In the Nation’s Service

I got word a few days ago that my classmate from Princeton, Chris Lu, has been named Executive Director of Obama’s transition team.

I didn’t know Chris directly, although we were in Princeton’s Woodrow Wilson School together for about 30 seconds, until I decided to leave that prestigious program to major in English (largely because I figured out very quickly I didn’t want to be in politics). You can tell me if that was my smartest career move.

But I think it was clear to anyone on campus at the time that Chris Lu had a gift.  He was really smart, gracious, poised.  Princeton’s motto is “In the Nation’s Service” and Chris Lu has done that for very many years.  And I admit there’s something awesome and inspiring to know that a classmate is at center of this historical moment.  Ella, my 6-year-old, was duly impressed when I told her about Chris Lu, and in a strange way, the fact made the Obama administration more familiar to her, too–as if working in the White House is job, held by people like your parents.  Okay, much smarter & much more accomplished.  But you get the general idea.  It seems not such an impossible, distant achievement, divorced from the realm of everyday experience.

So, the question for this blog, and I think for all of us raising young children now, is: How do you raise civic-minded children?  Of course, they all won’t grow up to be Hilary or the Obamas or Martin Luther King or Chris Lu.  But I’d guess there are things we can all do to connect them to their world more forcefully and more responsibly, so that civic values are simply part of how they see the world.  So that they can feel as if democracy and their government will matter to them.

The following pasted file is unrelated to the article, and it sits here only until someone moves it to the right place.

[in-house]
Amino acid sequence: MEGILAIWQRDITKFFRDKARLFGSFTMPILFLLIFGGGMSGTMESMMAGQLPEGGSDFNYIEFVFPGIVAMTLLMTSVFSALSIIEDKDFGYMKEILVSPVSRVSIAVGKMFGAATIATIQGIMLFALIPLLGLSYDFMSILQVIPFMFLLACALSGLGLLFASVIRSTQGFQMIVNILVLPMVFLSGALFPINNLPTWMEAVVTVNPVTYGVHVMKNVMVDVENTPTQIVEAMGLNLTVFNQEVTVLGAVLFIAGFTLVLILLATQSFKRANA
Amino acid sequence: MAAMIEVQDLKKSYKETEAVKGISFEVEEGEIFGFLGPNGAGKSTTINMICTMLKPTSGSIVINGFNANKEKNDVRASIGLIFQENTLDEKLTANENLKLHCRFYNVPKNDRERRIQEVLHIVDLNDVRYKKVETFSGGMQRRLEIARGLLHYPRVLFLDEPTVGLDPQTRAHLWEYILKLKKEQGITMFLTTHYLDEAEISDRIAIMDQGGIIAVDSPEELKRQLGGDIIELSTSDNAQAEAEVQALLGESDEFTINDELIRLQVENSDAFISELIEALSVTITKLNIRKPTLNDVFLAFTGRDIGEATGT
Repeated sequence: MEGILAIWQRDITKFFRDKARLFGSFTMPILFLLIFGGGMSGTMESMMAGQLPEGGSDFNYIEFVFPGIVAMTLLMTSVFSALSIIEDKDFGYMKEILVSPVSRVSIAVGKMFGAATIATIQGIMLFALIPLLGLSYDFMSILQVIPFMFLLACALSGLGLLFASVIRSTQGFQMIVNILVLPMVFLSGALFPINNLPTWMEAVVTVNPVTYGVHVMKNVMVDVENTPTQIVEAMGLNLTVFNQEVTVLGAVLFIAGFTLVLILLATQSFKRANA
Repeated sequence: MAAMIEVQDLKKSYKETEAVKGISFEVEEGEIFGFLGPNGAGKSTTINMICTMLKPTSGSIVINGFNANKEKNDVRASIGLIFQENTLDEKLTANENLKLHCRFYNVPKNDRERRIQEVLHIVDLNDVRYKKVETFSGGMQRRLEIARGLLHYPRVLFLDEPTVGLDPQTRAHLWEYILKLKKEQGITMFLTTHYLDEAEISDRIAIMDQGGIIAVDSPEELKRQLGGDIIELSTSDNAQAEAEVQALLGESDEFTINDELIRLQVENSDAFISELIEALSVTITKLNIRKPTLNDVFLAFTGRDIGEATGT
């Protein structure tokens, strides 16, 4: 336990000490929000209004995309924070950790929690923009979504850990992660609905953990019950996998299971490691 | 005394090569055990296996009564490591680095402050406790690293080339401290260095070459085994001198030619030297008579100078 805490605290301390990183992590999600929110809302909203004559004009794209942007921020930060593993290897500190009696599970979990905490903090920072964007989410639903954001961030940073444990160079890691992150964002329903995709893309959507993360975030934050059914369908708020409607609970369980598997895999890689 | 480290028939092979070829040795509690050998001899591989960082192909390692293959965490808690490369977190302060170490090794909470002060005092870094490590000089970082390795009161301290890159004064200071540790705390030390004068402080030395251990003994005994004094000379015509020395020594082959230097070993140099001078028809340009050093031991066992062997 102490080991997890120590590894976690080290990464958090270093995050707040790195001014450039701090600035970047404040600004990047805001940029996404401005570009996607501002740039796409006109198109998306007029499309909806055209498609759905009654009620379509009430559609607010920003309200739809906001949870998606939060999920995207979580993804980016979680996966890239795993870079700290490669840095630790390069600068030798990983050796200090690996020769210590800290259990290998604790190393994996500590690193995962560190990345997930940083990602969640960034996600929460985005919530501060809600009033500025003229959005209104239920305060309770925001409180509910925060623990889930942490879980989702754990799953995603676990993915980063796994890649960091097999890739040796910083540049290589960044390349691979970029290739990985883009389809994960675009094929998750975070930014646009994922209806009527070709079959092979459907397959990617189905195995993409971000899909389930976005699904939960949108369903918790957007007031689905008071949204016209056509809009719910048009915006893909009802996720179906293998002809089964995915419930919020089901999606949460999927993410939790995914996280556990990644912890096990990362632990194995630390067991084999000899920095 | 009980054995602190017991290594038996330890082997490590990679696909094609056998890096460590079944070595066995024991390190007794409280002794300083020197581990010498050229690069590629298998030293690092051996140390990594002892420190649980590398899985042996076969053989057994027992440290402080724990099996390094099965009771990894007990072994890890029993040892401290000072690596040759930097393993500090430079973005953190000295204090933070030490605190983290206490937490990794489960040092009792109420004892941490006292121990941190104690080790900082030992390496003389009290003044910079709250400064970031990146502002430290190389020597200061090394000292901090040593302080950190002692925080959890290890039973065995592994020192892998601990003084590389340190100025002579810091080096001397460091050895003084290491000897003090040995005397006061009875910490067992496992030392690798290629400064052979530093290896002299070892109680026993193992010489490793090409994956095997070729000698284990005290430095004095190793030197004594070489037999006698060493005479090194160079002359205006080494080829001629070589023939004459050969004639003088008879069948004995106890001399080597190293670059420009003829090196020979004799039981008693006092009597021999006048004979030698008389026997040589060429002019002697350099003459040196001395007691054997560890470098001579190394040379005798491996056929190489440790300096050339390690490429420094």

I’d wager that one way to start is by letting them build block signs.

Another is to show them that laws & democracy are interesting and vital & important to them. We might begin to teach them, in age appropriate ways, that they have a voice & can make a difference.  That change is possible in large ways as well as small.

So in honor of Chris Lu, who worked with Obama first as his legislative director, I offer a humble, age-appropriate beginning for school-age kids, from that a venerable cultural phenomenon of my childhood:


Let me know what you’re talking about in your house.

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